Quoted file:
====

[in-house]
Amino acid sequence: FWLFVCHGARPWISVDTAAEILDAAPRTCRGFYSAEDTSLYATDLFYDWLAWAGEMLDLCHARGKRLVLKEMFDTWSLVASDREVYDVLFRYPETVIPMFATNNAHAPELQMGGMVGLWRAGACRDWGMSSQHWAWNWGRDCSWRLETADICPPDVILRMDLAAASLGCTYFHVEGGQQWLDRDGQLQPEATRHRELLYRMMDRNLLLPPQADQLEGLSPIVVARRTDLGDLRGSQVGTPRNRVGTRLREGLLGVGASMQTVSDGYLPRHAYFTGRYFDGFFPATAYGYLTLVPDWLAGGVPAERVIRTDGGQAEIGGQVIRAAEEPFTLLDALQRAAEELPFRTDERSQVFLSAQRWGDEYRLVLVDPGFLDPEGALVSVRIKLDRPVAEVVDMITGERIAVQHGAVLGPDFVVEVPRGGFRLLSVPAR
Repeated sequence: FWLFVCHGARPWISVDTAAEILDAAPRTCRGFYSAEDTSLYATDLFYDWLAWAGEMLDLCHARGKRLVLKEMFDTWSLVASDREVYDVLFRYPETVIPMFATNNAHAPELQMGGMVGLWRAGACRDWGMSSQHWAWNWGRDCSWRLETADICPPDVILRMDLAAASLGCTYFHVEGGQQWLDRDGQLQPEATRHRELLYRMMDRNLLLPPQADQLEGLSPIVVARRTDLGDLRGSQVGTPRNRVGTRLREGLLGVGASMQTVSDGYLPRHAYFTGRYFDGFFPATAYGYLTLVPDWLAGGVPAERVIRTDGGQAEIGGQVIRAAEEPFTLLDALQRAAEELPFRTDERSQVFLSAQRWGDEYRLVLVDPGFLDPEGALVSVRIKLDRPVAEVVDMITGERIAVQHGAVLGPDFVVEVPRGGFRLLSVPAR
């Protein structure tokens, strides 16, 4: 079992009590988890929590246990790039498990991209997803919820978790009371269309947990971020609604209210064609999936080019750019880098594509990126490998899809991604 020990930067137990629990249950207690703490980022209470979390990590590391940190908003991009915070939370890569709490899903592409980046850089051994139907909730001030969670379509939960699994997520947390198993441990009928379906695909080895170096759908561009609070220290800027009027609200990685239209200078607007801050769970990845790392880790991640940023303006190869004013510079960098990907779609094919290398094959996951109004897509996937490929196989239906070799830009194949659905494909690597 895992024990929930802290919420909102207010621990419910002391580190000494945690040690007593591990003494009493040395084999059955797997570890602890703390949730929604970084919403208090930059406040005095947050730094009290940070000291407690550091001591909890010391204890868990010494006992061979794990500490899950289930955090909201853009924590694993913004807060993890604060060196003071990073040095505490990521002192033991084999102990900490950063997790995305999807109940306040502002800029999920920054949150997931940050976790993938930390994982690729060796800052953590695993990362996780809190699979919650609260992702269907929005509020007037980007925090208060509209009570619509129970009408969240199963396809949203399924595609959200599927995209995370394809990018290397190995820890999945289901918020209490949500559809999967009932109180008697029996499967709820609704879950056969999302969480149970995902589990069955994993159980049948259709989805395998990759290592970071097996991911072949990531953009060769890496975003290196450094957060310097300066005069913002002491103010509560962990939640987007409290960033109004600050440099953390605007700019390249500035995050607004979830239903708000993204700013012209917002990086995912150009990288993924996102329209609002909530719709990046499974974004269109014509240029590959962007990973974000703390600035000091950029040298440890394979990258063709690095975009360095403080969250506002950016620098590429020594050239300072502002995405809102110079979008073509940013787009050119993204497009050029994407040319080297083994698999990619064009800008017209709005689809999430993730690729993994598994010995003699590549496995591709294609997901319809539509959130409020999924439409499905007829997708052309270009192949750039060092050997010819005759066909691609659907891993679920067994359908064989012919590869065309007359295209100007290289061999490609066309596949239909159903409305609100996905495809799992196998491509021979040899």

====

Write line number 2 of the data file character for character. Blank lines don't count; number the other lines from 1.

Amino acid sequence: FWLFVCHGARPWISVDTAAEILDAAPRTCRGFYSAEDTSLYATDLFYDWLAWAGEMLDLCHARGKRLVLKEMFDTWSLVASDREVYDVLFRYPETVIPMFATNNAHAPELQMGGMVGLWRAGACRDWGMSSQHWAWNWGRDCSWRLETADICPPDVILRMDLAAASLGCTYFHVEGGQQWLDRDGQLQPEATRHRELLYRMMDRNLLLPPQADQLEGLSPIVVARRTDLGDLRGSQVGTPRNRVGTRLREGLLGVGASMQTVSDGYLPRHAYFTGRYFDGFFPATAYGYLTLVPDWLAGGVPAERVIRTDGGQAEIGGQVIRAAEEPFTLLDALQRAAEELPFRTDERSQVFLSAQRWGDEYRLVLVDPGFLDPEGALVSVRIKLDRPVAEVVDMITGERIAVQHGAVLGPDFVVEVPRGGFRLLSVPAR